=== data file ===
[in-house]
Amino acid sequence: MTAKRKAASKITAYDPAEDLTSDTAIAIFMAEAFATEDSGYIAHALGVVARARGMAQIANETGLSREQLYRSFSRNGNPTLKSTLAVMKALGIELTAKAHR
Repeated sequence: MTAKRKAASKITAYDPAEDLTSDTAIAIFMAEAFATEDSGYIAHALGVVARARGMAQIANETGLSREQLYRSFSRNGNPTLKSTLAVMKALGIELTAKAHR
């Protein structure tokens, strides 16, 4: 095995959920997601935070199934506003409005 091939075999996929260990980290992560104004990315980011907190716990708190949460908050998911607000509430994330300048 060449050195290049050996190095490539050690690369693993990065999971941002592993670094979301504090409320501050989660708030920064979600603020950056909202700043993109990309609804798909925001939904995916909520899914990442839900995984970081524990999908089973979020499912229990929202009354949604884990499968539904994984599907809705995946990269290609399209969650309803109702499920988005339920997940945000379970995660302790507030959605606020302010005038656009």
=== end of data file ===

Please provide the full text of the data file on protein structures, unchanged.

[in-house]
Amino acid sequence: MTAKRKAASKITAYDPAEDLTSDTAIAIFMAEAFATEDSGYIAHALGVVARARGMAQIANETGLSREQLYRSFSRNGNPTLKSTLAVMKALGIELTAKAHR
Repeated sequence: MTAKRKAASKITAYDPAEDLTSDTAIAIFMAEAFATEDSGYIAHALGVVARARGMAQIANETGLSREQLYRSFSRNGNPTLKSTLAVMKALGIELTAKAHR
């Protein structure tokens, strides 16, 4: 095995959920997601935070199934506003409005 091939075999996929260990980290992560104004990315980011907190716990708190949460908050998911607000509430994330300048 060449050195290049050996190095490539050690690369693993990065999971941002592993670094979301504090409320501050989660708030920064979600603020950056909202700043993109990309609804798909925001939904995916909520899914990442839900995984970081524990999908089973979020499912229990929202009354949604884990499968539904994984599907809705995946990269290609399209969650309803109702499920988005339920997940945000379970995660302790507030959605606020302010005038656009």